To some extent, college athletics as a business model has been warped as a result of the free ride the NBA and the NFL gets on its back.  But another problem is that colleges and their athletic departments aren’t operated like traditional for-profit businesses.  The combination of the two has led to a tension that’s illustrated in the NCAA’s flailing about in defending its amateurism standard.  The problem is that before we can decide if there’s a happy medium in there somewhere, as Chait hopes, it would help to find some people who have a clue about how to get to that point.  I can’t say there’s anything in Mark Emmert’s track record that gives me much cause for optimism there for now.

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38 Comments

Filed under College Football, It's Just Bidness, The NCAA

38 responses to “When liberals collide: is there a case for paying student-athletes?

  1. heyberto

    Senator, you need to be in charge of making all arguments on the internet. At the risk of looking like a brown-noser, I’m not sure I’ve seen anyone analyze break these various arguments down so succinctly, and just weave through all the B.S. I guess that’s why I’m such a fan of this blog. Kudos to you sir, for bringing sanity to the discussion. I just wish your point of view would make its way higher.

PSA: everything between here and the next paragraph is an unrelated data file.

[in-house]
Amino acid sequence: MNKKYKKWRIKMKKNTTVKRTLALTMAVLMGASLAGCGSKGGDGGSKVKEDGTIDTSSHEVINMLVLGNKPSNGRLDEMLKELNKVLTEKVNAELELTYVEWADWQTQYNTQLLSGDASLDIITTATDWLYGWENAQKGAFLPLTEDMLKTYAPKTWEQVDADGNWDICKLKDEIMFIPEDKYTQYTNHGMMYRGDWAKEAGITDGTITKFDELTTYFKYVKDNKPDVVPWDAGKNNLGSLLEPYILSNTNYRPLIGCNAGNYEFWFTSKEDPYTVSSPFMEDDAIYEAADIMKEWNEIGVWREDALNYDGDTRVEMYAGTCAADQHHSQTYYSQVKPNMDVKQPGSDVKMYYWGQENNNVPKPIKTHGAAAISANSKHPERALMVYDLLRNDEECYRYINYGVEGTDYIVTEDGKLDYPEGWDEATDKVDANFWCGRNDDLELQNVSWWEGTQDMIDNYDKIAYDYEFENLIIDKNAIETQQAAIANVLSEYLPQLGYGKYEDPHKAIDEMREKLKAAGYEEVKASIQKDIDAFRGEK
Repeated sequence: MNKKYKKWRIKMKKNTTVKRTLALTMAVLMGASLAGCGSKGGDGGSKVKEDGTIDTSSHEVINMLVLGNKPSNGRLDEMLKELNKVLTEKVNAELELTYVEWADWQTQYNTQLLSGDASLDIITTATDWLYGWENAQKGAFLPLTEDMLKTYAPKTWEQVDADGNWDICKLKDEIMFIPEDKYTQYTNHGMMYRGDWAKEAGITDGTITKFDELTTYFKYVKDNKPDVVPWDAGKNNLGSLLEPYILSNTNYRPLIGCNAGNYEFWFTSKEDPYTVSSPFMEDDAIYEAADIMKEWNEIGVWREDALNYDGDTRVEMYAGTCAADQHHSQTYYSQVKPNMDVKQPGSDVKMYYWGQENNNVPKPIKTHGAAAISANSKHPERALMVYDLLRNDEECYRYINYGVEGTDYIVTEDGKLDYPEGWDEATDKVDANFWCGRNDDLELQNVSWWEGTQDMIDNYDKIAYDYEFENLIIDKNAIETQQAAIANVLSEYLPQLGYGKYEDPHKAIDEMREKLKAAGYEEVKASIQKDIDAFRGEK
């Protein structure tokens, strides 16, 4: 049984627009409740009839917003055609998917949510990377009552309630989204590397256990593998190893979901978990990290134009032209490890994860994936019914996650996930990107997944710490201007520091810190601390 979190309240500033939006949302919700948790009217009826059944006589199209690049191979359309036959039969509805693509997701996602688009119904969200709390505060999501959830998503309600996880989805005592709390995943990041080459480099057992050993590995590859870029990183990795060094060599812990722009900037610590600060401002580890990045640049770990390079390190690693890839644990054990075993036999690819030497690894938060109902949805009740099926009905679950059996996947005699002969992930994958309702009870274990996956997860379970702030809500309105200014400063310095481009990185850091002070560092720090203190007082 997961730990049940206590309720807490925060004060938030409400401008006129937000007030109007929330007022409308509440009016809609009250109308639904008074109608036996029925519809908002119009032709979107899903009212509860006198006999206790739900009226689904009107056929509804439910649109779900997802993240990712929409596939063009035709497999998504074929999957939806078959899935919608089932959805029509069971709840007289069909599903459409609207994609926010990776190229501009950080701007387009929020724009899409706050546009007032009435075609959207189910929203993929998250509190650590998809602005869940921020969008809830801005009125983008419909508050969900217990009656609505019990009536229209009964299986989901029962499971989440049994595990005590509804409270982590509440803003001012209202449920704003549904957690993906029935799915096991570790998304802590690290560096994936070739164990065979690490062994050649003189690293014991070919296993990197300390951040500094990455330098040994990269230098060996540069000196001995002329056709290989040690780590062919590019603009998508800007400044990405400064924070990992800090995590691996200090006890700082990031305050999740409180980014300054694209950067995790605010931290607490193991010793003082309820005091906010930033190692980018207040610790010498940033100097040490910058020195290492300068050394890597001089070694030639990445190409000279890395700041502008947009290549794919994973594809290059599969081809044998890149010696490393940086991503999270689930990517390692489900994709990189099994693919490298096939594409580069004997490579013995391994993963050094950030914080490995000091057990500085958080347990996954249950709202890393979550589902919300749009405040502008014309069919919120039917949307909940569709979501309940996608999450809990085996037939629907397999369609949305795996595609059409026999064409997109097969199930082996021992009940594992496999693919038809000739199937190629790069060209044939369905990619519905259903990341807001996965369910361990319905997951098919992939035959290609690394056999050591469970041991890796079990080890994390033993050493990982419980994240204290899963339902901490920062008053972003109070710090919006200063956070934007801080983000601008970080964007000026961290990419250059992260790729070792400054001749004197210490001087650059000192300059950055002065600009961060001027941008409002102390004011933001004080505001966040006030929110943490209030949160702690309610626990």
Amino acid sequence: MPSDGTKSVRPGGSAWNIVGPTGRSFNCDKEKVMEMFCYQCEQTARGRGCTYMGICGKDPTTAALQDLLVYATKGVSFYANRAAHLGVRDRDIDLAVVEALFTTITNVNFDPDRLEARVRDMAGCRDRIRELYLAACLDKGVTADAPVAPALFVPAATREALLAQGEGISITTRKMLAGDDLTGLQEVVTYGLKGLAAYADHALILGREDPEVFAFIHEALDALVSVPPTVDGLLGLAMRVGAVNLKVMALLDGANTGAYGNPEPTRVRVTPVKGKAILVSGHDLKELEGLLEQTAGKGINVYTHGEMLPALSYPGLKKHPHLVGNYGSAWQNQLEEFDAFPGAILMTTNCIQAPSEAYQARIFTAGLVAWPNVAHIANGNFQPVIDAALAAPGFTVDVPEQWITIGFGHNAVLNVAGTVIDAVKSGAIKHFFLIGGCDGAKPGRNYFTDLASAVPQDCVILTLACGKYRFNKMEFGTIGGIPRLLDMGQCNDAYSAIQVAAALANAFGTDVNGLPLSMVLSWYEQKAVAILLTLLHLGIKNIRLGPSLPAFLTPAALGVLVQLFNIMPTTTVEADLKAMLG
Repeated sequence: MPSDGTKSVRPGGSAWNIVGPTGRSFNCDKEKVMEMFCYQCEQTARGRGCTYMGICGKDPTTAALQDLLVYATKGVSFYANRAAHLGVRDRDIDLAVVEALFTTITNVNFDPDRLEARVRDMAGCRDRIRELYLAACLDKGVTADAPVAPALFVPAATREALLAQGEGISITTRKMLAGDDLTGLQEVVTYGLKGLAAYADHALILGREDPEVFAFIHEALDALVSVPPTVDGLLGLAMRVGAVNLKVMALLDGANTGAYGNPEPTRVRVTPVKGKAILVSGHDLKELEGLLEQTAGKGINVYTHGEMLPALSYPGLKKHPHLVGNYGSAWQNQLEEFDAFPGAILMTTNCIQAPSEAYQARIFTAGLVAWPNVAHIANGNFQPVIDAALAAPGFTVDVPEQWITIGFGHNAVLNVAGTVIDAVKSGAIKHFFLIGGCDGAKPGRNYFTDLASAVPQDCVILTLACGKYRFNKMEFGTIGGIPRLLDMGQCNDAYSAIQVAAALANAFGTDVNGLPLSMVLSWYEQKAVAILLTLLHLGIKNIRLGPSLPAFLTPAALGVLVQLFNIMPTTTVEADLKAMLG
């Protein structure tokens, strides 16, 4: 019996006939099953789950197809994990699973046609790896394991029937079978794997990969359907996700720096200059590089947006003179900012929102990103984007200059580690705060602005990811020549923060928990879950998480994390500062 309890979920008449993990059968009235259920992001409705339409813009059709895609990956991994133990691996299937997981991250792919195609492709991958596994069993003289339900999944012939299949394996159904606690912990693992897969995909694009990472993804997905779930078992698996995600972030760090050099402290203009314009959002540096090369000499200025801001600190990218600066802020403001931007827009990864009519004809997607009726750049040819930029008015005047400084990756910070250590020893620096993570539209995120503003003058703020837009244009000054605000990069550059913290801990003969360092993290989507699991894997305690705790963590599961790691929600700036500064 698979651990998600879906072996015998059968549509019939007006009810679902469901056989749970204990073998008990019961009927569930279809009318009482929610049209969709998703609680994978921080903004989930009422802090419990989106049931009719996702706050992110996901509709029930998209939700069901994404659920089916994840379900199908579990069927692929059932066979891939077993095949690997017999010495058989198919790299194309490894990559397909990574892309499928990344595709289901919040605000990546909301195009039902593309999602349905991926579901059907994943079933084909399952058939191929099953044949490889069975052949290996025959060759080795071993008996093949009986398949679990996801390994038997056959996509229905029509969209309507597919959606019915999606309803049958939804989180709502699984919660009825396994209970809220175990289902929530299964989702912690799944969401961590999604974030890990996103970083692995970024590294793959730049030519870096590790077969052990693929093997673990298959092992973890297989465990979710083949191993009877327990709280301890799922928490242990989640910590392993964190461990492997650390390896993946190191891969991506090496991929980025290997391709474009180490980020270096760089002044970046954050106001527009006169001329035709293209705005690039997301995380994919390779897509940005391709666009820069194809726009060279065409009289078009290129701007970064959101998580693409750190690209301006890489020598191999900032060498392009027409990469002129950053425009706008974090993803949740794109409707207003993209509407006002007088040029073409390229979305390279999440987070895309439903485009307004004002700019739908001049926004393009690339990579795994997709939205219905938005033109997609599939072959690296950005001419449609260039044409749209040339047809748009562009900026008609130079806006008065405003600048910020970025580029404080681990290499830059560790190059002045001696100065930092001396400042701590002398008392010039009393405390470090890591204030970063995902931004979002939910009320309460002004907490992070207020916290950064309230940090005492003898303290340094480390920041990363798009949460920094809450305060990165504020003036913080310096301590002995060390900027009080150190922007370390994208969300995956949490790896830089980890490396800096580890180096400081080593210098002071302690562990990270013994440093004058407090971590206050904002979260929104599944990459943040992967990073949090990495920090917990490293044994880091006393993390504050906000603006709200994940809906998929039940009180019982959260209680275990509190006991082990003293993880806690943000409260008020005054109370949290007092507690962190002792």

2. David

    Let me also add kudos of a different sort. Senator, whether you frequent The New Republic, or were just referred to the Chait article, I’d like to thank you for running a by-and-large politics-free zone. Anymore, you can’t go to ANY site and read an article without the author devolving into some kind of political tangent or another. Thanks for creating a “safe space”.

  3. SC Dawg

    The two biggest stories of the offseason don’t mix. The people who complain about oversigning can’t support paying players. If you think Nick Saban is ruthless about the way he creates his roster now, just wait and see what happens if those players are supposed to make $100k. Not only is their employment a day to day risk, their education would be non-existent.